Star Trek IV is obstinately the dumbest movie, plot wise, in the franchise. Yes, more so than Spock’s brother finding God in The Final Frontier. Let’s lay it out and think of this as purely a sci-fi film with no Trek involvement. A giant concrete tampon-looking alien comes to suck the world’s moisture because we can not answer its call due to the small fact of we don’t understand it. Turns out they are speaking in whale and in mankind’s infinite stupidity, we made them extinct. The only obvious course of action is to send the crew of a spaceship back to the mid-80’s, where they attempt to steal a pair of humpback whales by converting part of their ship into a big aquarium. Nevermind time travel is a trivial issue and can be done on a whim, basically making any problem they have in any movie obsolete if they can just hotshot around the sun and correct stuff as they see fit. Really, this movie is so much damn fun. Now I want to watch it. See, this is how Star Trek works.
4- Star Trek Beyond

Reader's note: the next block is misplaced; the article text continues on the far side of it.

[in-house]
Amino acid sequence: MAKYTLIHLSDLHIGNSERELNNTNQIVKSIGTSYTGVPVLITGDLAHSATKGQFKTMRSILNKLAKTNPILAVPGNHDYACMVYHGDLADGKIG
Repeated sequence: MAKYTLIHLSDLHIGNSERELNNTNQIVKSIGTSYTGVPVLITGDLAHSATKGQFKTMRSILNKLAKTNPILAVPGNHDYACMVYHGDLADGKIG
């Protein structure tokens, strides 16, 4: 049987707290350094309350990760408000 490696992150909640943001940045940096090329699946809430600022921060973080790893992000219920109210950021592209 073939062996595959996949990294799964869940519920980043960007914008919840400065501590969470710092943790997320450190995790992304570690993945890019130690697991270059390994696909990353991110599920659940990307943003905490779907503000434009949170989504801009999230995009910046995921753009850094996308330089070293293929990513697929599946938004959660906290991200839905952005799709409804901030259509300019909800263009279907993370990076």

The newest film for the crew of the rebooted crew is their best. After Star Trek Into Darkness underwhelmed with its serious tone, Simon Pegg came in to co-write this script which felt (as Captain Kirk says early in the movie) episodic. People were wondering how Justin Lin would do coming from the Fast & Furious franchise and if it is one thing that long...long..long running franchise has is its sense of family, and that is something Lin brought to the film. The crew is 3 years into their 5 year mission and Kirk is wanting to transfer to a starbase while Spock ponders leaving Starfleet after he learns of the elder Spock’s death. So it feels like the crew, like the current film series, is at an impasse. One of the trickier part of Trek films is making the villains and aliens the crew deal with be interesting. Idris Elba could play a great role while drunk and high on Ambien, so you know he is awesome, and Sofia Boutella as Jaylah is genuinely one of the most interesting secondary Trek characters in a long time. One sad part is Anton Yelchin has more screen time and comes into his own as Chekov and now he is no longer with us. All the actors feel like they have grown into their roles, and with the third film, it is feeling like a natural thing to watch them be these characters. Now please don’t mess it up by doing another time travel Trek film where Kirk meets his dad in a way to shoehorn Chris Hemsworth in for star power. Wait...really? Come on.